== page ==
President Recep Tayyip Erdogan has announced the first cabinet following the swearing in ceremony earlier on Monday, choosing loyalists and figures from the business world for some of the country’s key positions.
The composition of the cabinet, which comprises key aides, old hands and a handful of businesspeople and is overseen by just one vice president, confirms speculation that Erdoğan is looking forward to years of tight personal control over the country until the next election.
Erdoğan named a largely loyalist cabinet who can be expected to carry out the orders coming from Erdogan's palace, starting with president appointed Berat Albayrak, his son-in-law and the former Turkish energy minister, as the Treasury and Finance Minister.
Mehmet Şimşek, the Western-educated Turkish politician and economist of Kurdish origin did not find any spot for himself.
Until earlier in the day, it was still not clear whether the new system would include three, two or just one Vice President slot. Erdogan announced the appointment of only one, Dr. Fuat Oktay, who had been the Prime Ministry Undersecretary since June 19, 2016.
Aviation and automotive industry expert Dr. Oktay had been the Chief of Disaster and Emergency Case Management Presidency at Güne Sigorta since 2012. His CV includes spells at Ford, General Motors and Chrysley during the 1990s.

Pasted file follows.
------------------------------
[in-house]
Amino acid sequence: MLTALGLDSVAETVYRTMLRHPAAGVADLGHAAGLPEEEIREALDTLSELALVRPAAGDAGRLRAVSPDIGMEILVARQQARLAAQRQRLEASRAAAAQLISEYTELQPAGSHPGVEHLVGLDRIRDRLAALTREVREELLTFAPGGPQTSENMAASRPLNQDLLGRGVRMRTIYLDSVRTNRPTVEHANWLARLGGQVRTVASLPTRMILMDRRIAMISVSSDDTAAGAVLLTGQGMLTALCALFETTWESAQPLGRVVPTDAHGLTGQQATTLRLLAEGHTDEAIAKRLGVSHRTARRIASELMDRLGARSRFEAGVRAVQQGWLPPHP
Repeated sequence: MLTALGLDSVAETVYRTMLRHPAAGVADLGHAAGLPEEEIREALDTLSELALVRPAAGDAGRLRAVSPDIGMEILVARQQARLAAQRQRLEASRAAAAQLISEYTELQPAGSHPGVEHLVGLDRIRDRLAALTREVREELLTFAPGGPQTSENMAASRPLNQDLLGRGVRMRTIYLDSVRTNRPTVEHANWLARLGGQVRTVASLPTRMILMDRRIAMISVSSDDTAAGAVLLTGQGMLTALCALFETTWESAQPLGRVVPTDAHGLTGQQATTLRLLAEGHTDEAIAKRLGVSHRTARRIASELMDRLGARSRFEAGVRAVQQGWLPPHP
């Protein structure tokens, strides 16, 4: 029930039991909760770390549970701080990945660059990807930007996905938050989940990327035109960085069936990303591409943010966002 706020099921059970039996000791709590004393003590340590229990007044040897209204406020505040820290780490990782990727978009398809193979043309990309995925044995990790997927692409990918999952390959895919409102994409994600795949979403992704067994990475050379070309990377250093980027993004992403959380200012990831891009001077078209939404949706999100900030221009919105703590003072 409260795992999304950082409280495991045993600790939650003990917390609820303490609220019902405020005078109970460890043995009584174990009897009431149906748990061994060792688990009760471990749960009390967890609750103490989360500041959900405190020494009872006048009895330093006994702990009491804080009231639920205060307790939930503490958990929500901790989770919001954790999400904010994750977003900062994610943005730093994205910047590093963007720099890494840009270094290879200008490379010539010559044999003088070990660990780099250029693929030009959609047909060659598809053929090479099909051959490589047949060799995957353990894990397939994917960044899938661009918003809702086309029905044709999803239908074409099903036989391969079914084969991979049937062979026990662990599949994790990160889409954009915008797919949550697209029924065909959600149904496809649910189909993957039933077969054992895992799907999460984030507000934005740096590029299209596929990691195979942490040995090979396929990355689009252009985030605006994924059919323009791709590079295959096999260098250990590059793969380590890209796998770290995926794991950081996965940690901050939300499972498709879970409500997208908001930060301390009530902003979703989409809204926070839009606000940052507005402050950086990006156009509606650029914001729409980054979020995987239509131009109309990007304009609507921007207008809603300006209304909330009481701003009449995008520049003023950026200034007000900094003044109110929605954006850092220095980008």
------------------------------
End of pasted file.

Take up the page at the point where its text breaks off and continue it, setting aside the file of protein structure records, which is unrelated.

Turkish Foreign Minister Mevlüt Çavuşoğlu was reappointed to his post.
Turkish Interior Minister Süleyman Soylu, who has been rumoured to have an ongoing feud with Erdogan's son-in-law and former energy minister Berat Albayrak, retained his post as well.
The new Education Minister new owner is Ziya Selçuk, a 1961-born Ankara native with a long history in the education ministry, where he was in charge of teacher training towards the beginning of the ruling Justice and Development Party (AKP) period.
The health and environment and urban planning ministries will be headed by figures with deep links to private business in their respective fields.
Fahrettin Koca, the newly appointed Minister of Health, was the founder of private hospital group Medipol, while the Minister for the Environment and Urban Planning, Murat Kurum, had been the head of Turkey's Real Estate Investment Company, a subsidiary of the state social housing developer, TOKİ.